AI can help to evolve the design process but can’t replace the design work itself. There are few parts of the filmmaking process that are repetitive types of assembly line work, but you still need an artist behind the wheel. For example, motion capture has evolved the way an animator works, but has not become a substitute for their work. Animators are taking motion capture data and using it as a foundation to build and expand upon to reach their end goal more quickly. There's also still plenty of traditional animation like stop motion and 2D animation. There’s a space and need for everything.

I think AI is going to become a bigger and bigger part of our lives whether we like it or not. Our fundamental philosophy is that it’s scary and it’s new and there are a lot of unknowns, but it’s also the future. There’s AI that can learn chemistry or write a college paper in seconds. As professionals and people moving into the future, the question becomes, how do we harness this technology and make use of it? We can influence the use of AI within the industry with how we use it responsibly in a way that makes sense.

What effects do you think AI will have on the future of art and entertainment in general?

AI allows us as storytellers to be less inhibited by physical limitations. I think an individual artist will be able to do much more than they can now. There's an interesting opportunity for a new class of designers: whereas in the past a career path was more linear - from assistant to art director to designer - the new generation may not follow in the same footsteps as their predecessors, because they'll have these new tools.


KRISTY KAY - Visual Development Artist and Illustrator

Kristy Kay is a Los Angeles based Visual Development Artist and Illustrator with a focus on color and light, currently working at Nickelodeon Animation. She has previously worked with studios including Netflix Animation, Paramount Animation, Warner Bros., Cartoon Network, Sony Pictures Animation, Sony Playstation VR, Laika/ House. Illustration clients include Adidas Outdoor, Touchstone Climbing, Women’s Weekly Magazine UK, and LaLopez Studio in Spain. Film and Series credits include the upcoming "Thelma the Unicorn" and "Under the Boardwalk", "Back to the Outback", "The Spongebob Movie: Sponge on the Run", "Hotel Transylvania 2" and more.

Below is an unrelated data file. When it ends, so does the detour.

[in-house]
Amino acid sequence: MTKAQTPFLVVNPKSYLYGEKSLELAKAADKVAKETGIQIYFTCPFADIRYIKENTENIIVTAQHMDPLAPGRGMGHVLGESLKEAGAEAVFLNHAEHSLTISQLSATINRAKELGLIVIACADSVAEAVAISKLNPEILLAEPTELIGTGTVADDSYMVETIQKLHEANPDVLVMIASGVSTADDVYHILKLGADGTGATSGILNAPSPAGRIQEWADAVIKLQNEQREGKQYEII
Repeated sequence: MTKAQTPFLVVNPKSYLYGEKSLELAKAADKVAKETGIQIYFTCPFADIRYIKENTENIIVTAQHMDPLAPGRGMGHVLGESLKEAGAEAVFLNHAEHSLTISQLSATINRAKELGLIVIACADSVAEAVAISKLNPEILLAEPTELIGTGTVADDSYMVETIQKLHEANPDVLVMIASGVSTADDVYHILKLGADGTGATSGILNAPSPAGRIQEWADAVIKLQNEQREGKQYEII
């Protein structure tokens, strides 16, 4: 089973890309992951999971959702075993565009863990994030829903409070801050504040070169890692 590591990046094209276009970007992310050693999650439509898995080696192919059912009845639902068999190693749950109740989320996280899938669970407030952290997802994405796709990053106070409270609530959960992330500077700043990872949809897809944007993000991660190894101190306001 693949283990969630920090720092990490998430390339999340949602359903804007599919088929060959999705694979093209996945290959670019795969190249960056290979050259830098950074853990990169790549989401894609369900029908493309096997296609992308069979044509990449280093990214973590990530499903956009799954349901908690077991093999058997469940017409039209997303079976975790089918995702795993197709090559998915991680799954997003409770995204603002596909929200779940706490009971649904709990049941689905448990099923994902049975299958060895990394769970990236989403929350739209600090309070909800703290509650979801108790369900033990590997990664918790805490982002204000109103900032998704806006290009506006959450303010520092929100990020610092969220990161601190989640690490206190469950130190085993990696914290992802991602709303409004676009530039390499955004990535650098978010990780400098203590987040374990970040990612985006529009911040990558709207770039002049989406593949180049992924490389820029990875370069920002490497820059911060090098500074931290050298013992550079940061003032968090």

As an artist, how do you feel about working with AI technology?

As a visual development artist for animation, I was nervous when I first saw some of the artwork created by AI technology based on a given prompt. At first I felt a sense of impending doom about how our society defines "art", and that the touch of a human hand will lose value, making many creative jobs obsolete... including my own. Once I started playing around with it, I felt slightly more empowered, and I could see how I might incorporate it into my own work someday - mostly for reference sourcing in a similar way to google images.

What are some potential benefits and dangers of using AI in production design?

I think incorporating AI technology into some of the more technical aspects of a concept artist's work could be useful and save time. However, I think there is danger in relying on AI for idea generation. The entire model of AI is based on what already exists, and my fear is that everything will start to feel derivative and watered down.

What effects do you think AI will have on the future of art and entertainment in general?

Despite my early fears of the human touch losing its value... I think that art created by humans will become even more valuable, and precious. We all want to see and hear real human stories, so that we feel seen and connected. The best art comes from a place of honesty, and imperfection. I think the novelty of AI generated stories and pictures will lose its shine.